Lipid droplets (LDs), ubiquitous lipid-rich organelles that exist in fungi, plants and animals, play crucial roles in diverse biological processes.1 It has been shown that LDs regulate the cellular energy storage between surplus and starvation to provide cells a competitive evolutionary advantage.2 By generating phospholipids and sterols from catabolism or mobilization of lipids, LDs involve in membrane biosynthesis.3 Using their buffering capacity, LDs protect cells from endoplasmic reticulum stress under excessive amounts of lipids and eventually protect cells against apoptosis or necrosis.4 Meanwhile, LDs participate in the progress of several human diseases from diabetes, cardiovascular diseases to hepatic steatosis, neurodegeneration, and cancers by controlling the lipid homeostasis.5 LDs also serve as the sites of storage and metabolism of specific proteins.6–8 For example, by temporarily storing histones, LDs could support the rapid development of Drosophila and Zebrafish embryos. By rerouting the peptides or proteins derived from phagocytosed materials, LDs involve in the process of antigen expression from immune cells to T cells. Considering the important biological roles of LDs, tracing their dynamic functions is of prime importance.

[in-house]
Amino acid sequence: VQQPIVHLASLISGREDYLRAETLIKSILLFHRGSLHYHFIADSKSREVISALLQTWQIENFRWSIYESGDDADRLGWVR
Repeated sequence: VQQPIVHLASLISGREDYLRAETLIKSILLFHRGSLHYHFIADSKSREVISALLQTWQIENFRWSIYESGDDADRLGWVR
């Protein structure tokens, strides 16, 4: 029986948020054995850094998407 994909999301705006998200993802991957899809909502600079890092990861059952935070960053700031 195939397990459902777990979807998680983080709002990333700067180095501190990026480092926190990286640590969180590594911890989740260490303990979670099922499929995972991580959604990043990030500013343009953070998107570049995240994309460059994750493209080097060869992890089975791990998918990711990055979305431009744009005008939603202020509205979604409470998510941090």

The progress of fluorescence techniques stimulated the principle, design and synthesis of fluorescent probes with capabilities to specifically stain subcellular organelles.9 In particular, some novel fluorescent probes for LD imaging have been developed, such as commercial probes BODIPY493/503 and Nile red.10,11 However, non-specific binding and low signal-to-noise ratio (SNR) resulting from the aggregation-caused quenching effect severely limited the application scope of these conventional probes.12 The emergence of luminogens with aggregation-induced emission characteristics (AIEgens) provides the optimal choice to overcome the drawbacks of traditional fluorescent probes.13 Benefiting from their “light-up” properties that arise from the restriction of intramolecular rotation, AIEgens allow staining of subcellular organelles with high brightness, and have superior photostability, background-free imaging ability and wide range concentration tolerance.14 Some elegant AIEgens that are favourable for staining LDs have been developed, such as TPE-AmAl,15 AIP,16 NAP,17 and triphenyl amino based probes.18 Nevertheless, it should be noted that most of the LD specific AIEgens solely focus on staining, and design and construction of simple AIEgens with advanced biological functionalities for tracking the dynamics, metabolism and functionalities of LDs is still rare.